RALEIGH – Price appreciation in the Triangle’s real estate markets has been well into the double-digits for much of 2021, with median sale prices reaching new highs in November—and real estate agents aren’t expecting there to be any significant drop in pricing this winter due to an imbalance in supply and demand.
How high are prices of real estate right now?
The median price of all real estate sold in Wake County during November 2021 reached a new record high, surpassing $400,000 for the first time, according to a new analysis of real estate records conducted by the Wake County Register of Deeds.
The analysis found that the median sales price for a parcel of real estate in Wake County was $405,000, an increase of $76,250 above the median price of real estate calculated using the same methodology for real estate sold in January 2021, or a change of 23.2% during that time period.
The Triangle’s real estate markets have been “frenetic” in 2021, said Jodi Bakst, a licensed real estate agent and the owner of Real Estate Experts. “There was a limited supply and excess demand. This is a recipe for driving up prices, which is exactly what happened.”
In total, the Wake County Register of Deeds analyzed real estate records for 2,913 properties sold in November, 2,754 of which were in the “core market,” which is described as sales of property valued at $1 million or less. In this market, the average sale price was about $406,700, based on the data shared by the Wake County Register of Deeds in an email containing the market analysis.
When demand outpaces supply, prices rise due to increased competition among would-be buyers, said Bakst. “Just about every home received multiple offers and properties closed well above the list price.”
Though there has historically been strong demand to live in the Triangle, said Bakst, that demand increased in the past 21 months with the onset of the global coronavirus pandemic.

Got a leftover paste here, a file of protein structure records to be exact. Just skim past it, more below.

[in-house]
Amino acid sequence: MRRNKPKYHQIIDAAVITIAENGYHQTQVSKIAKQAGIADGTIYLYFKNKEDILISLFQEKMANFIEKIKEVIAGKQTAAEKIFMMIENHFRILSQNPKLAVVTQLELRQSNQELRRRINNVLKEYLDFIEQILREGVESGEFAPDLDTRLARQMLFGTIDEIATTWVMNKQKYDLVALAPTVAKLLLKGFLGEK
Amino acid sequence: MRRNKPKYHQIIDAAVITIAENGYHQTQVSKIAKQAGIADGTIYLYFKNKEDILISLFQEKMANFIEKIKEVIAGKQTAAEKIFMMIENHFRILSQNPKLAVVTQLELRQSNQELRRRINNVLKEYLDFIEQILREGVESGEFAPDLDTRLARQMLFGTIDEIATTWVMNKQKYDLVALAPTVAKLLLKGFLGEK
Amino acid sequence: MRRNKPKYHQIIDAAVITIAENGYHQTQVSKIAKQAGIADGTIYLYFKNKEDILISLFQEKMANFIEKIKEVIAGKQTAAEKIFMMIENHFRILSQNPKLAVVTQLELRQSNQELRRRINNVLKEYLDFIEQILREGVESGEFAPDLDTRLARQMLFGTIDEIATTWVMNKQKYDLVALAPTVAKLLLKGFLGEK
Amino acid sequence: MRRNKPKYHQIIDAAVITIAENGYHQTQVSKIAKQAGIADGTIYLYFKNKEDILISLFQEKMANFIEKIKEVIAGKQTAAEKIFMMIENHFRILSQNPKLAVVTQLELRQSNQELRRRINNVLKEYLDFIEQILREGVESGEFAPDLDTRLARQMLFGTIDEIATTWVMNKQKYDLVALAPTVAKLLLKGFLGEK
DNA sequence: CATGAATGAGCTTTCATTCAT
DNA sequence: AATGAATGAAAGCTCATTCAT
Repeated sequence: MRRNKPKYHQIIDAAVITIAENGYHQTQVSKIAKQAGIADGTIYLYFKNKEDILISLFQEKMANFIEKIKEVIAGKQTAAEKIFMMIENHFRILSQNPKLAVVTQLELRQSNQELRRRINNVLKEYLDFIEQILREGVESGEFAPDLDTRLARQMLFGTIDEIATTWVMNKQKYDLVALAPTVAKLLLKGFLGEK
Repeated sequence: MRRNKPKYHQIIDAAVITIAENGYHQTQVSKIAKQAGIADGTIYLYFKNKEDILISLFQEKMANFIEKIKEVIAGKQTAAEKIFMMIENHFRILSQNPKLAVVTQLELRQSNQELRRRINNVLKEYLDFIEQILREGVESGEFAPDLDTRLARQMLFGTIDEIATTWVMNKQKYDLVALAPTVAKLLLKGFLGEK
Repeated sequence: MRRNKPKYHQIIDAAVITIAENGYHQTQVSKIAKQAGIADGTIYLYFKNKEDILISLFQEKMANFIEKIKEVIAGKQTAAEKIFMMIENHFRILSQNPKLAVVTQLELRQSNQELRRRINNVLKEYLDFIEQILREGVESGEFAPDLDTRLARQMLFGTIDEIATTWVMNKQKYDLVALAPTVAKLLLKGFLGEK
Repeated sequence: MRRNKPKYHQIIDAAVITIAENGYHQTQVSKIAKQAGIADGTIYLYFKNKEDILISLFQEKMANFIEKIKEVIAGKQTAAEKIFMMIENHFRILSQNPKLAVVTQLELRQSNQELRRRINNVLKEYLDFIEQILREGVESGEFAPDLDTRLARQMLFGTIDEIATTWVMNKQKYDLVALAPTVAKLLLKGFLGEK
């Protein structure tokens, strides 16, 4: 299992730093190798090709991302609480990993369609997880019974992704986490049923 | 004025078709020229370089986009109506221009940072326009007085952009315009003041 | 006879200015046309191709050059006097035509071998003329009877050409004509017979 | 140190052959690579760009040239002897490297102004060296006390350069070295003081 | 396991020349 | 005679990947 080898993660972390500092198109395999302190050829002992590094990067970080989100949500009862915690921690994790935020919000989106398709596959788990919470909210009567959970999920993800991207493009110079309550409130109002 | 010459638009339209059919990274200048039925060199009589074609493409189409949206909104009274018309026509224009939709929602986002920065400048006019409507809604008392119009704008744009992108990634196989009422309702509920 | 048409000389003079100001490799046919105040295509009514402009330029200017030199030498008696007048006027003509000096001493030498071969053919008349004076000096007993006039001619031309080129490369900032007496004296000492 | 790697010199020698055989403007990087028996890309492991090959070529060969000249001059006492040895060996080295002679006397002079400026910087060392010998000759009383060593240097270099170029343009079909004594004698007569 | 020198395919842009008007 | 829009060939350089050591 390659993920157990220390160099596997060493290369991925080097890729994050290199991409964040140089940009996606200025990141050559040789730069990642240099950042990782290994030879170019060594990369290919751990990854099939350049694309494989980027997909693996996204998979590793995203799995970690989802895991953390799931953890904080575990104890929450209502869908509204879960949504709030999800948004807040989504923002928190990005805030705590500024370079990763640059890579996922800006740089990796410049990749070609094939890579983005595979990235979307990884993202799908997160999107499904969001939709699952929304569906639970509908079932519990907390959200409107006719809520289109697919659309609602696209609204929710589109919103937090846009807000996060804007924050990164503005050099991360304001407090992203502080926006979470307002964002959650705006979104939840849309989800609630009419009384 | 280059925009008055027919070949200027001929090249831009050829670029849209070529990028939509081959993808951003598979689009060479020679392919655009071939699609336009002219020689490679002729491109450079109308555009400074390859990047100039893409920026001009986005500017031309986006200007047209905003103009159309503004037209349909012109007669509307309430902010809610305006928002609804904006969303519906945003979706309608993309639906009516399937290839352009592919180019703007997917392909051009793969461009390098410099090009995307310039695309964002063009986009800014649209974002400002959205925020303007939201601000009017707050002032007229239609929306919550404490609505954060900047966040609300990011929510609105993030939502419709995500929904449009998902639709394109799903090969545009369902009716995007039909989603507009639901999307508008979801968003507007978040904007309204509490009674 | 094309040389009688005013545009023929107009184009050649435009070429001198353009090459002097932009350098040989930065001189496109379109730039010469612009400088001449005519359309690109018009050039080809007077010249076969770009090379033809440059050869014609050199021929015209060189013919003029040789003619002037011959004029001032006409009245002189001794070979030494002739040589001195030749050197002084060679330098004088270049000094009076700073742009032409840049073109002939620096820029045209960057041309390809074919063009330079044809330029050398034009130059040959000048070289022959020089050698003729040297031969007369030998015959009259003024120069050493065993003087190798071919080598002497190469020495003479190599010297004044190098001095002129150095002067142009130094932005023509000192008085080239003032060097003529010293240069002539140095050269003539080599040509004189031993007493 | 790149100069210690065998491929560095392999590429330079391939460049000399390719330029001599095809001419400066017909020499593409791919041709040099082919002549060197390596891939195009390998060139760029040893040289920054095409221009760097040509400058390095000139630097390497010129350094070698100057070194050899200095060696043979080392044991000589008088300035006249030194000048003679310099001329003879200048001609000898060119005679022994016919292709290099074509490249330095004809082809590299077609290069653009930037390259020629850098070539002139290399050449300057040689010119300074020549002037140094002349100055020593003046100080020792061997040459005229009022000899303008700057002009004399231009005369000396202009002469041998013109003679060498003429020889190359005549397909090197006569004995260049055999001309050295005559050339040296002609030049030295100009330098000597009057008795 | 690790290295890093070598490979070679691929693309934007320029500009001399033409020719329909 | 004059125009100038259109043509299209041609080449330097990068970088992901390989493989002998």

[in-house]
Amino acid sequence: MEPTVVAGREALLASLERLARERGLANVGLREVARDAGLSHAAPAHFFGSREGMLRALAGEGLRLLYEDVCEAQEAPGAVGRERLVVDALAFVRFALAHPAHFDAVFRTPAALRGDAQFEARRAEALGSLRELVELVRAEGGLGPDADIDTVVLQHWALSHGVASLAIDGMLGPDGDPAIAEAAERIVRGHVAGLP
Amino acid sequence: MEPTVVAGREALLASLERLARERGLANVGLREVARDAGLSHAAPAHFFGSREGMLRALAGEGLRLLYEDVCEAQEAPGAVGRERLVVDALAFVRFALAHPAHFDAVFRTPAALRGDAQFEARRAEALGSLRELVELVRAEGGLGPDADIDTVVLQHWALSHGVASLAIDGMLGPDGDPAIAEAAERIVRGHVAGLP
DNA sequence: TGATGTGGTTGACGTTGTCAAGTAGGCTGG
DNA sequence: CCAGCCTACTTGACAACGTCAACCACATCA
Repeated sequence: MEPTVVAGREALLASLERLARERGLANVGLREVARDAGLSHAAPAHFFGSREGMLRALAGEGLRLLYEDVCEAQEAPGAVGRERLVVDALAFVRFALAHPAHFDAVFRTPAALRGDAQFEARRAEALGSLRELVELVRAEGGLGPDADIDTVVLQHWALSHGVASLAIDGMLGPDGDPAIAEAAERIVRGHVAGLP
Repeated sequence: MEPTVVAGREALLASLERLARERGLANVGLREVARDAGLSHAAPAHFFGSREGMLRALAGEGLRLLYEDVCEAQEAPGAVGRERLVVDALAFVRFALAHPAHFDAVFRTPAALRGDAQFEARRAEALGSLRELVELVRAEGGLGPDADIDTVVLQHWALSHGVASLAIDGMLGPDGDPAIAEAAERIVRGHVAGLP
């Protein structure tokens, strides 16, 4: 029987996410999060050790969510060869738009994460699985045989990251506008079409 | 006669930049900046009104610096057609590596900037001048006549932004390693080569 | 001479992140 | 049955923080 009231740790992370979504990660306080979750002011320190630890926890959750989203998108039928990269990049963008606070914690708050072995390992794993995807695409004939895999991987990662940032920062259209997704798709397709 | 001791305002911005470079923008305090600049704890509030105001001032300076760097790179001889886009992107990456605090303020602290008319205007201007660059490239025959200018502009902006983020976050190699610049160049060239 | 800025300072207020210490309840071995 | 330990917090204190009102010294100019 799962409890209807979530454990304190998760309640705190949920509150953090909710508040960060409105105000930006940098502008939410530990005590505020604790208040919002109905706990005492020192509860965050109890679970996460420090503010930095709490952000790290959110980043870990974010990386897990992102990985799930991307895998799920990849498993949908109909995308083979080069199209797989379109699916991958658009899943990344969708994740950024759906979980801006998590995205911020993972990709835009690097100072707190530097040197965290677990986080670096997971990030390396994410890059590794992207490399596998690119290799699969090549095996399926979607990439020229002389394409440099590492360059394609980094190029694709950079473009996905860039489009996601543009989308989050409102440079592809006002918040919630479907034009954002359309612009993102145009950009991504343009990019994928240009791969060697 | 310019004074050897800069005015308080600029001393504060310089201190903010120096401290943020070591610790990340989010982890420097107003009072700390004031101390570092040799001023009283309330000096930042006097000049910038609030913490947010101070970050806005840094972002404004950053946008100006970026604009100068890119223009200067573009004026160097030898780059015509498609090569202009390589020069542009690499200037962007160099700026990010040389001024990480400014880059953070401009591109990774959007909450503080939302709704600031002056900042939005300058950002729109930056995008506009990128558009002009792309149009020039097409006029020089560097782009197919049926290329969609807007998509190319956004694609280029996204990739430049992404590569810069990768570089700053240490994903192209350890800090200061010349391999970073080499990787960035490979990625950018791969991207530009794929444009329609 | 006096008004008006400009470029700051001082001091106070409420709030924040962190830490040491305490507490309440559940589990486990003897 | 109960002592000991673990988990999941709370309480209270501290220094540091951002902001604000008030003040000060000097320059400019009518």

With more people working remotely, more people considered relocating, and many considered moving to the Triangle from larger cities, said Bakst. Raleigh and Durham each appeared ranked in the top 15 regions in the country in a recent analysis of the optimal cities to relocate to if working in a remote role.
According to the data from the Wake County Register of Deeds, the number of transactions in the core market that occurred in October was 2,928, and in September, that number was 2,590.
That’s just not enough homes for sale, said Linda Craft, a licensed real estate agent and the CEO of Linda Craft & Team.
“Supply and demand out of balance,” said Craft. “Not enough homes for sale to meet buyer demand.”
The result has been a housing shortage, with prices rising, said Craft.
“Supply and demand always drives real estate values,” said Craft. The single most important metric that people could track to understand the Triangle’s housing market is the available number of homes for sale, said Craft.
“How many new listings enter the market. When the inventory starts growing the market will shift,” said Craft. “We are a long way from that happening. Builders can’t get supplies and new starts are not keeping up with population growth.”
In the new construction market, prices have risen in 2021, as builders face challenges. And that means that there’s not likely to be an end to the rapid price appreciation that has been observed in 2021, Jim Allen, a residential real estate developer, licensed real estate agent and founder of the Jim Allen Group, told WRAL TechWire in October.
The market would be considered at equilibrium with about five months of inventory available on the market, said Bakst. But that’s a long way off, probably, she said, as right now there’s less than a month of inventory available, and a “tremendous amount of inventory needs to come on the market to hit a balance.”